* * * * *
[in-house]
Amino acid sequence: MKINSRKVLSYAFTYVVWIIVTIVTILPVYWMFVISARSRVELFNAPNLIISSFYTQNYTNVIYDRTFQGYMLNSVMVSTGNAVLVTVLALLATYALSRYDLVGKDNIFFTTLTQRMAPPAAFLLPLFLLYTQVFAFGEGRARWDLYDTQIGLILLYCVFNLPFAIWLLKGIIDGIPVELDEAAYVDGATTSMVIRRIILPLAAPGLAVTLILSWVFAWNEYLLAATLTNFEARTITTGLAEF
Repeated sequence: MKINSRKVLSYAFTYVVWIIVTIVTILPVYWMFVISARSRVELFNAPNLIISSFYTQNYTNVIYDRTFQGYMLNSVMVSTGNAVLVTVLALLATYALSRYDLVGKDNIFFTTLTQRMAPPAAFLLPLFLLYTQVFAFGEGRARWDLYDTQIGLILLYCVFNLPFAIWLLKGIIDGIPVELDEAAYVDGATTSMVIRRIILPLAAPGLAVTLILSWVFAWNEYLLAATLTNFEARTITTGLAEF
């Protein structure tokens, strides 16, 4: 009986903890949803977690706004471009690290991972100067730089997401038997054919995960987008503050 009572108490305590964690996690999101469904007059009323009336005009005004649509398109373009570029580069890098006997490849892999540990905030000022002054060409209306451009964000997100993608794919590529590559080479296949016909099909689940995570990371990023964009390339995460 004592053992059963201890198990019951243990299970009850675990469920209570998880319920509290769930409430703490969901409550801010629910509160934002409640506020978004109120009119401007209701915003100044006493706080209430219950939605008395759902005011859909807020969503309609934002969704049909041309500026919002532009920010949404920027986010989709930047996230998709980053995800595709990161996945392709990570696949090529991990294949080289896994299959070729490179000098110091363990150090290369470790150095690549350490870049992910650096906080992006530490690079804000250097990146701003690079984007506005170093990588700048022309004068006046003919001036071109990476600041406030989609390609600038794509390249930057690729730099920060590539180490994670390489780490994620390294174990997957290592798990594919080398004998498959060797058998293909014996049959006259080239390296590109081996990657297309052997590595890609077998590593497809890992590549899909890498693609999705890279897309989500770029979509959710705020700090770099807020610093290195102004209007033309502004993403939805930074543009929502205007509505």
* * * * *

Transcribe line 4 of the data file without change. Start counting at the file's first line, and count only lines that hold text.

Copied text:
């Protein structure tokens, strides 16, 4: 009986903890949803977690706004471009690290991972100067730089997401038997054919995960987008503050 009572108490305590964690996690999101469904007059009323009336005009005004649509398109373009570029580069890098006997490849892999540990905030000022002054060409209306451009964000997100993608794919590529590559080479296949016909099909689940995570990371990023964009390339995460 004592053992059963201890198990019951243990299970009850675990469920209570998880319920509290769930409430703490969901409550801010629910509160934002409640506020978004109120009119401007209701915003100044006493706080209430219950939605008395759902005011859909807020969503309609934002969704049909041309500026919002532009920010949404920027986010989709930047996230998709980053995800595709990161996945392709990570696949090529991990294949080289896994299959070729490179000098110091363990150090290369470790150095690549350490870049992910650096906080992006530490690079804000250097990146701003690079984007506005170093990588700048022309004068006046003919001036071109990476600041406030989609390609600038794509390249930057690729730099920060590539180490994670390489780490994620390294174990997957290592798990594919080398004998498959060797058998293909014996049959006259080239390296590109081996990657297309052997590595890609077998590593497809890992590549899909890498693609999705890279897309989500770029979509959710705020700090770099807020610093290195102004209007033309502004993403939805930074543009929502205007509505």